Darius throws out a few different references, to jump trading. He was previously trading commodity derivatives, which we talked about, and we talked about the world of centralized and decentralized trading on crypto. Looked at the world at large and talked about how to build mental models. Really a fascinating conversation and I hope you enjoy. I learned a ton from Darius, so I hope you do as well.  

The show today is sponsored by Kickfurther. Kickfurther is the world's first online inventory financing platform that enables companies to access funds that they're unable to acquire through traditional sources.

Kickfurther connects brands, of communities, eager to buy with the funds of inventory on consignment and gives brands the flexibility to pay that back as they receive cash from their sales. To check out more, go to kickfurther.com/get10 to claim your offer.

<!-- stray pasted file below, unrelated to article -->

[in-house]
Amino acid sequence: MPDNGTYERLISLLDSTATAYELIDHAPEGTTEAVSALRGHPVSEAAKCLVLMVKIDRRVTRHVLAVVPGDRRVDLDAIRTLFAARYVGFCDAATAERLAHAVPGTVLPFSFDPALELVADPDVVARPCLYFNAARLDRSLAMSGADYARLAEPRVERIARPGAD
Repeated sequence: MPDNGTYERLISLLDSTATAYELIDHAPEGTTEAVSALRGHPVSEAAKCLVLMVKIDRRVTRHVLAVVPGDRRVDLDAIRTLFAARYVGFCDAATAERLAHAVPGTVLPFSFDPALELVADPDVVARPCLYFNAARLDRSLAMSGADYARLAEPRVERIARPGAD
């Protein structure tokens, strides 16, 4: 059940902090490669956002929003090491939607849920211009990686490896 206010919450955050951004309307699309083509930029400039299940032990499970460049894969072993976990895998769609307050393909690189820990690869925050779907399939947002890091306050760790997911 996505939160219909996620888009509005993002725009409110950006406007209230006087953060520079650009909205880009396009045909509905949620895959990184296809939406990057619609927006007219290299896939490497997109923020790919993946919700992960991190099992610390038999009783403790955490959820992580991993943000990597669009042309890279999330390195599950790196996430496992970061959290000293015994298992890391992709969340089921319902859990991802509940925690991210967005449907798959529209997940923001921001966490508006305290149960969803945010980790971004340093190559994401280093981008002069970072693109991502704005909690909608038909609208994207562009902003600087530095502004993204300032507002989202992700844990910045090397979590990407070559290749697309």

And here is Darius. I hope you enjoy.

Darius, the one thing I'll say that caught my attention prior to our conversation was that you were anticipating, or you were a part-time comedian at some point, Uhhuh. I'm interested to hear , I'm interested to hear what happened there and where your life splintered or, or left comedy.  

Darius: Yeah. So you obviously did your research. You hit me with that power, the first question. That's great. . So that's good. I, I don't love anything more than talking about comedy, so that's a great conversation line for me. So yeah, basically I did stand up pretty seriously for about five years. I I got divorced and I was going out with a new girl and she was doing pottery and I kind of.